In the dictionary: at all

used in negative statements and questions to emphasize what you are saying

They’ve done nothing at all to try and put the problem right.

He’s not looking at all well.

‘Do you mind if I stay a little longer?’ ‘No, not at all.’

Has the situation improved at all?

But people do say "But many people think it is sad that she wanted to change her appearance at all." which is a positive sentence

Why do they use "at all" in positive sentences?

  • "Why would she want to change her appearance at all?" is perfectly valid. They are wondering why she wanted to change her appearance at all. – Tᴚoɯɐuo Oct 25 '17 at 1:17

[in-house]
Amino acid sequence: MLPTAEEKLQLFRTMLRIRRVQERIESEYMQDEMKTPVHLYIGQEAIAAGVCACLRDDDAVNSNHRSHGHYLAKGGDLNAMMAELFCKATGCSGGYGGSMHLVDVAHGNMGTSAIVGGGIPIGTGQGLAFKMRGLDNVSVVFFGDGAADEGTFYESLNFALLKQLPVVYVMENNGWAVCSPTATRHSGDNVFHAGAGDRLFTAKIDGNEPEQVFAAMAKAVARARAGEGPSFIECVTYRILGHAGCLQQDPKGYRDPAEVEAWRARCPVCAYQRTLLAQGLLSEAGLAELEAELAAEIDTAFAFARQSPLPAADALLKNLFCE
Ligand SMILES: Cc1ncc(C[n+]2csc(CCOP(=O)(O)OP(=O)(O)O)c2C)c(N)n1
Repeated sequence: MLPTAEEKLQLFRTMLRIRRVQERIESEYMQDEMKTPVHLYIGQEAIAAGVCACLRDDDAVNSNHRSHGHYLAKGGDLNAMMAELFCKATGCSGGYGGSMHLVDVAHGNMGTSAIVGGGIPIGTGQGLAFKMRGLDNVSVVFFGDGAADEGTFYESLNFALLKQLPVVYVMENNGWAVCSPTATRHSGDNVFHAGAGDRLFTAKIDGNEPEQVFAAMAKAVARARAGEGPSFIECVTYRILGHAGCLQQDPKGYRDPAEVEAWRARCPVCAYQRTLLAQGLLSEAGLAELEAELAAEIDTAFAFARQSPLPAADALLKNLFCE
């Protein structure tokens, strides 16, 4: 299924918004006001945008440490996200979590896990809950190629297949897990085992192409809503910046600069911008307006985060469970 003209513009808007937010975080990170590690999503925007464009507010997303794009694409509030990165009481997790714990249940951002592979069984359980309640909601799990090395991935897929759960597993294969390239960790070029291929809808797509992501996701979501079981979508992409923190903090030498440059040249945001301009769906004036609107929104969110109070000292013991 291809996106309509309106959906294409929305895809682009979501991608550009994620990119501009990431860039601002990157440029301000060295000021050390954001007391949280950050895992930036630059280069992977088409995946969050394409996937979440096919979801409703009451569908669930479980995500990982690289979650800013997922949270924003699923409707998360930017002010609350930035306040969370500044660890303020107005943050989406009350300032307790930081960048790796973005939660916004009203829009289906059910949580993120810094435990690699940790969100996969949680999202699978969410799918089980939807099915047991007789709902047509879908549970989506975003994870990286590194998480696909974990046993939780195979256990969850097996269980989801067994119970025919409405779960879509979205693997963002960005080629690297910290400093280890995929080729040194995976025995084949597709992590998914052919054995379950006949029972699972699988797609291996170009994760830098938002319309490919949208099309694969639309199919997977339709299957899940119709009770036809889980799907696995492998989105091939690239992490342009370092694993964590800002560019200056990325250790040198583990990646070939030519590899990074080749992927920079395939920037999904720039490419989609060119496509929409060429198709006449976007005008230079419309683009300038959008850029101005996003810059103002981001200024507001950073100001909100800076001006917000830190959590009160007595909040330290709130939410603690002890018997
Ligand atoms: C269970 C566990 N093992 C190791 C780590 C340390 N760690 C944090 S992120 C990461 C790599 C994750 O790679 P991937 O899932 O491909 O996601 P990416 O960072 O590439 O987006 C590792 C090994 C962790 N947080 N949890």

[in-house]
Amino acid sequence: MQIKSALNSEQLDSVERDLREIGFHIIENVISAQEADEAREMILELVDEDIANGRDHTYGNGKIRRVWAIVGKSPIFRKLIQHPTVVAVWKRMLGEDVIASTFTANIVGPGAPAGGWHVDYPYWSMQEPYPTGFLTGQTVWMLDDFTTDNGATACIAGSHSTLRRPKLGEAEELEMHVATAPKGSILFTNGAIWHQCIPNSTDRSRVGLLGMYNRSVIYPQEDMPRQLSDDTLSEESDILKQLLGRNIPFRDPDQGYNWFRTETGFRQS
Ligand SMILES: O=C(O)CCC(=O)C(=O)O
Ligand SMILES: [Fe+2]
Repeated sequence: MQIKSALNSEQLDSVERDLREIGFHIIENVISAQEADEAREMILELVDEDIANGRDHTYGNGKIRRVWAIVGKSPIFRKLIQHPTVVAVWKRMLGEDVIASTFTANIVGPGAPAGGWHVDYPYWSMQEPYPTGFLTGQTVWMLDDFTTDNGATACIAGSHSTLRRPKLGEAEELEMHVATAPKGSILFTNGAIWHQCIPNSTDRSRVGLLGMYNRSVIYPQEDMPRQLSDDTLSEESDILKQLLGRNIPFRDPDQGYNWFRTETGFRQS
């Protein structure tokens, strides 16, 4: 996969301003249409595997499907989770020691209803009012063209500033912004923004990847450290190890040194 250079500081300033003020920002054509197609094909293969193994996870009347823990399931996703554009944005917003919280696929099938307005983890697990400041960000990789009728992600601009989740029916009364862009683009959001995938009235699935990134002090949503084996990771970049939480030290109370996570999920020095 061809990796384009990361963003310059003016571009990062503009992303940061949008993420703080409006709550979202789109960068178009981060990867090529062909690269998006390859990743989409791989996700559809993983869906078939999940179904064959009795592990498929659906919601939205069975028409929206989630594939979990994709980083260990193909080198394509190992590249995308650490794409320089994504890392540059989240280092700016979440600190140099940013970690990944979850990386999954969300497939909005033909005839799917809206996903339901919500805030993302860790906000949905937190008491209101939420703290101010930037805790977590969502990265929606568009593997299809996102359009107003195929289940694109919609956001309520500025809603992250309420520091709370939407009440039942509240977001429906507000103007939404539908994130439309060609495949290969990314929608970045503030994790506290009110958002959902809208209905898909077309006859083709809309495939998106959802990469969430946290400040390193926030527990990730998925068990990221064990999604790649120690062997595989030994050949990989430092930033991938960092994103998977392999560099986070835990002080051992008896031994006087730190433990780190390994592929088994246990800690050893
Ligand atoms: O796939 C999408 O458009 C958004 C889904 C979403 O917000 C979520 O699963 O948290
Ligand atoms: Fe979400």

• Even though "in the dictionary" is idiomatic, you should realize that no dictionary is the final word on any word or phrase. What you mean to say is "In a dictionary". – Tᴚoɯɐuo Oct 25 '17 at 1:21
  • As a question, it is fine; and when you are saying it indirectly like that, I understand it as meaning "for any reason". I think the person above is saying "for any reason". – Nick Oct 25 '17 at 1:25

at all can be used with both negative and positive.

Say nothing at all. Keep quiet.

Say anything at all. Say whatever you like.

  • Yes, those examples work! Eureka! I don't think that "at all" in the second one means the same thing as her "at all" in the negative. That's the reason it was so confusing to me. – Nick Oct 25 '17 at 1:29

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